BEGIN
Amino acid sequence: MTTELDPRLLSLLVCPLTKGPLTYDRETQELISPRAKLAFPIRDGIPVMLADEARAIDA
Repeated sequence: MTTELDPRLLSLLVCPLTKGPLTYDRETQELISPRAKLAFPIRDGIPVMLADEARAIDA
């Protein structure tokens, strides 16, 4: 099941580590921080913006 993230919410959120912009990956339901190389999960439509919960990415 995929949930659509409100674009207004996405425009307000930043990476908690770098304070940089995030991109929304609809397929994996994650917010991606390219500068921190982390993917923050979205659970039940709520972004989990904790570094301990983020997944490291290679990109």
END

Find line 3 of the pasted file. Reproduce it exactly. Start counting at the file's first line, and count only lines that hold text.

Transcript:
């Protein structure tokens, strides 16, 4: 099941580590921080913006 993230919410959120912009990956339901190389999960439509919960990415 995929949930659509409100674009207004996405425009307000930043990476908690770098304070940089995030991109929304609809397929994996994650917010991606390219500068921190982390993917923050979205659970039940709520972004989990904790570094301990983020997944490291290679990109």